What to bring with you to your fertility appointment

Ashley's picture

Taking the step to see a fertility practitioner, whether your GP, a naturopathic doctor, your acupuncturist, or reproductive endocrinologist can feel a little intimidating. The appointment may have taken a while to schedule so when it finally gets here, there may understandably be a lot of nerves and anticipation. I want to make sure you know what to bring with you to your fertility appointment and have the tools to feel informed and empowered when you leave your appointment.

Three things to bring with you to your fertility appointment.

1. Hard copy of your records

Often, past blood work is scattered in different places. Some may be online, some may be in a portal. Some may have been requisitioned from a different doctor. While your practitioner should be able to access much of these via a release of records, this takes time. This can also prevent you from having your questions answered about your blood work or past imaging. For this reason, I suggest having hard copies of your records and bringing them with you. Circle or highlight areas you have questions about and bring them up with your practitioner. If you have lots of lots of past blood work or imaging, bring the most recent.

 

I also suggest bringing a list of all medications and supplements you are taking.

 

2. Menstrual tracking data

The menstrual cycle is a wonderful but complex interplay of hormones. The ebbs and flows of your hormones allow for a brief window of time, called your “peak fertility window”, for conception. Due to its complexity, hormones give us different signs and symptoms that help us formulate an assessment or a list of things we want to rule in/out. The most helpful tool for your practitioner is your menstrual cycle date. Here is a list of things to track:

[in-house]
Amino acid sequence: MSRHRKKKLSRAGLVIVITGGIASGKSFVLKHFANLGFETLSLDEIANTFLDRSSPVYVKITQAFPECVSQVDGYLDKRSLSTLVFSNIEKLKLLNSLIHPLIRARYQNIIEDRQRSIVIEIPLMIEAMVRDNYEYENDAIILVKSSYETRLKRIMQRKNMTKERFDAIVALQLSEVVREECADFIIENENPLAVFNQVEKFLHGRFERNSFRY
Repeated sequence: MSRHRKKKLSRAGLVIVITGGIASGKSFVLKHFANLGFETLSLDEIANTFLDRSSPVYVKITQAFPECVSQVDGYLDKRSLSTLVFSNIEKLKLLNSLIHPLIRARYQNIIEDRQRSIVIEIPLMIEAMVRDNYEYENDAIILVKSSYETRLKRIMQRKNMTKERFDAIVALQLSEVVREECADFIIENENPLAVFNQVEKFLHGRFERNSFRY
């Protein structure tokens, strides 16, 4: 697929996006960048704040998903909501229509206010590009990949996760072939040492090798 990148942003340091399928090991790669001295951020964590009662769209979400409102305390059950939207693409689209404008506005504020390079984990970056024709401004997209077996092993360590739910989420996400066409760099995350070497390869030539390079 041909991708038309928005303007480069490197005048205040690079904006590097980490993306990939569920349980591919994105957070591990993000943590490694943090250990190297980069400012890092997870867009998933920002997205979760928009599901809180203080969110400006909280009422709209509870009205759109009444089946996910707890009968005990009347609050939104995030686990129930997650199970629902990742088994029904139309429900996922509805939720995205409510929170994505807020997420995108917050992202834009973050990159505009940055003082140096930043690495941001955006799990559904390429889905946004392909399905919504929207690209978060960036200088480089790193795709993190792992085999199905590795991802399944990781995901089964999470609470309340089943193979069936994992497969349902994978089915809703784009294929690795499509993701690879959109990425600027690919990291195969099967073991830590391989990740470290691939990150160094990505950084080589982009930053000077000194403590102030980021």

• Cycle length: cycle length refers to the start of one cycle to the other. Cycle day 1 is considered the first day of full flow. A typical cycle length can range anywhere from 26-35 days. Different events of your cycle (i.e. ovulation, cervical mucus, PMS, spots, etc) should be noted on specified cycle days.
  • Flow: How many days of flow do you have? Heavy or light? Colour? Clots?
  • Any days of spotting? If so, when in your cycle. Be specific - note the cycle days’ this occurs.
  • Did you use LH strips? What days of your cycle were positive. 
  • Do you track Basal body temperature? When do you ovulate?
  • Do you notice cervical mucus?
  • Do you experience PMS? If so what symptoms?
  • Do you experience symptoms during menses? If so, what symptoms?

This list may seem long! Thankfully there are some pretty great apps that track many of these for you, making it quite easy. I like Kindara because you can switch to manual entry, and input data that are unique to you. It includes tracking of LH strips, cervical mucus, BBT, pregnancy tests, and more. You can also download PDF copies and bring that with you to your appointment. 

 

3. Write your questions down before your appointment and bring them with you.

Often couples have been trying for a few or more cycles before seeking some help. Or, you’ve been waiting a few months for your first appointment at a fertility clinic. You may have some ideas of what may be going on, or have questions that have come up in the meantime. Write these down. It’s common to forget your questions during the appointment itself. A list of other questions I encourage include:

  • What do you think is the issue? 
  • What are my options?
  • What are other conditions we are also considering?
  • What are the labs or imaging studies we need to rule things in or out?
  • Do I need a referral? Should I start that referral process now so I don’t have to wait?
  • What are the treatment considerations? What side effects might expect?

 

The goal is to have a collaborative conversation, and leave feeling educated, and empowered so that you can make informed choices.

 

In Health,

Dr. Ashley Damm, BSc ND

What to bring with you to your fertility appointment Vancouver naturopathic doctor.